-18-

Notes for this page

Add a new note
If you are trying to select text to create highlights or citations, remember that you must now click or tap on the first word, and then click or tap on the last word.
One moment ...
Default project is now your active project.
Project items

Items saved from this book

This book has been saved
Highlights (0)
Some of your highlights are legacy items.

Highlights saved before July 30, 2012 will not be displayed on their respective source pages.

You can easily re-create the highlights by opening the book page or article, selecting the text, and clicking “Highlight.”

Citations (0)
Some of your citations are legacy items.

Any citation created before July 30, 2012 will labeled as a “Cited page.” New citations will be saved as cited passages, pages or articles.

We also added the ability to view new citations from your projects or the book or article where you created them.

Notes (0)
Bookmarks (0)

You have no saved items from this book

Project items include:
  • Saved book/article
  • Highlights
  • Quotes/citations
  • Notes
  • Bookmarks
Notes
Cite this page

Cited page

Style
Citations are available only to our active members.
Sign up now to cite pages or passages in MLA, APA and Chicago citation styles.

(Einhorn, 1992, p. 25)

(Einhorn 25)

1

1. Lois J. Einhorn, Abraham Lincoln, the Orator: Penetrating the Lincoln Legend (Westport, CT: Greenwood Press, 1992), 25, http://www.questia.com/read/27419298.

Cited page

Bookmark this page
Broken Contract? Changing Relationships between Americans and Their Government
Table of contents

Table of contents

Settings

Settings

Typeface
Text size Smaller Larger Reset View mode
Search within

Search within this book

Look up

Look up a word

  • Dictionary
  • Thesaurus
Please submit a word or phrase above.
Print this page

Print this page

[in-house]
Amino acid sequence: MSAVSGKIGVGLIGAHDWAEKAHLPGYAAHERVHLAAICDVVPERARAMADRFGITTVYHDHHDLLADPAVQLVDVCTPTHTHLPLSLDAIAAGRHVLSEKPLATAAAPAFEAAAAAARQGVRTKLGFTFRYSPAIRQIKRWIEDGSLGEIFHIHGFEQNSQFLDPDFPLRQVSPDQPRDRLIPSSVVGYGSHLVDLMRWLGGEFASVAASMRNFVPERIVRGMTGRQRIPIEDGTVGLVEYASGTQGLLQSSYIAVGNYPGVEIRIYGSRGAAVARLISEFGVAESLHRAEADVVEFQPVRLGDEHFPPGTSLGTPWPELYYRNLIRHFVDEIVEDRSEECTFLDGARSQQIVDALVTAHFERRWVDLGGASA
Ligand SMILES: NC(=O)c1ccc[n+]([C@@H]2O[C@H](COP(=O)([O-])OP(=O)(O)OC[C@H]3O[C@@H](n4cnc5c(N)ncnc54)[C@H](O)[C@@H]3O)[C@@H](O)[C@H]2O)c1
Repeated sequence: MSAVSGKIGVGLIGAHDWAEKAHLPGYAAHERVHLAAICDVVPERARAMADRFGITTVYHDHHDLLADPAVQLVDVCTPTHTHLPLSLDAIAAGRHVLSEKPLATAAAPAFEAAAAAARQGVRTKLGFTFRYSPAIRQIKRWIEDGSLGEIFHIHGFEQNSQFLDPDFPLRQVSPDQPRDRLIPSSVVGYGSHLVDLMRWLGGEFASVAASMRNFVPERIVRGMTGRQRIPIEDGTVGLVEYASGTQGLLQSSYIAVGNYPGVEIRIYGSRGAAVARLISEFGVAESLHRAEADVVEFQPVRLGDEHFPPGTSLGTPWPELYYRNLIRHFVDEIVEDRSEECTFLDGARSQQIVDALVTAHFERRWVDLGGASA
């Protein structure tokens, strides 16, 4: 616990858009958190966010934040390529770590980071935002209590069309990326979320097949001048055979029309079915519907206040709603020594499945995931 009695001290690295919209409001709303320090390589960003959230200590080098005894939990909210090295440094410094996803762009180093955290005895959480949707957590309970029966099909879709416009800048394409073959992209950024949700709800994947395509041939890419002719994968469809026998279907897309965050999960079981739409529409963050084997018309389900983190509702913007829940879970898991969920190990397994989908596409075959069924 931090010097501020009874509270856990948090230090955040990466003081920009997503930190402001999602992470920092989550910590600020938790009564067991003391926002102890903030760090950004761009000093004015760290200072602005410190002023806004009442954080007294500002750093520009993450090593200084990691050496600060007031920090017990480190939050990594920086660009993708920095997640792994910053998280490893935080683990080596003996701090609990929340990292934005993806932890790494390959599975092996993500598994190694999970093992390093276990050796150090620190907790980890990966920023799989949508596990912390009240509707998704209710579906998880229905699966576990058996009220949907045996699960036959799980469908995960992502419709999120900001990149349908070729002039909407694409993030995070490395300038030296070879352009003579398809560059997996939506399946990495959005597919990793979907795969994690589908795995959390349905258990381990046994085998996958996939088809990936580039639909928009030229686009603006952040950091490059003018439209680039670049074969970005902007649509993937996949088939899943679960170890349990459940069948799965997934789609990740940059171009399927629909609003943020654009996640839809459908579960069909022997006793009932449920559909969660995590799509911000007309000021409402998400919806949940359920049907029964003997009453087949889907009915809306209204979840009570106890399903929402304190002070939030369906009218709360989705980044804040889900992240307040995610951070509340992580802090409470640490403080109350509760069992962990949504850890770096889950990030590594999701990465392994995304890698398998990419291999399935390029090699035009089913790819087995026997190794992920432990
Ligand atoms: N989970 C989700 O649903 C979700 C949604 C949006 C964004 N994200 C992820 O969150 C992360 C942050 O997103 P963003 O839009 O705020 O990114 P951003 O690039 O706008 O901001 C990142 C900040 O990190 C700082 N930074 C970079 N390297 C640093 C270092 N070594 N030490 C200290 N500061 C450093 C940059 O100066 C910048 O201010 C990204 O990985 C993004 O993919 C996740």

Why can't I print more than one page at a time?

Full screen
/ 336

matching results for page

Cited passage

Style
Citations are available only to our active members.
Sign up now to cite pages or passages in MLA, APA and Chicago citation styles.

"Portraying himself as an honest, ordinary person helped Lincoln identify with his audiences." (Einhorn, 1992, p. 25).

"Portraying himself as an honest, ordinary person helped Lincoln identify with his audiences." (Einhorn 25)

"Portraying himself as an honest, ordinary person helped Lincoln identify with his audiences."1

1. Lois J. Einhorn, Abraham Lincoln, the Orator: Penetrating the Lincoln Legend (Westport, CT: Greenwood Press, 1992), 25, http://www.questia.com/read/27419298.

Cited passage

Welcome to the new Questia Reader

The Questia Reader has been updated to provide you with an even better online reading experience.  It is now 100% Responsive, which means you can read our books and articles on any sized device you wish.  All of your favorite tools like notes, highlights, and citations are still here, but the way you select text has been updated to be easier to use, especially on touchscreen devices.  Here's how:

1. Click or tap the first word you want to select.
2. Click or tap the last word you want to select.

OK, got it!

Thanks for trying Questia!

Please continue trying out our research tools, but please note, full functionality is available only to our active members.

Your work will be lost once you leave this Web page.

For full access in an ad-free environment, sign up now for a FREE, 1-day trial.

Already a member? Log in now.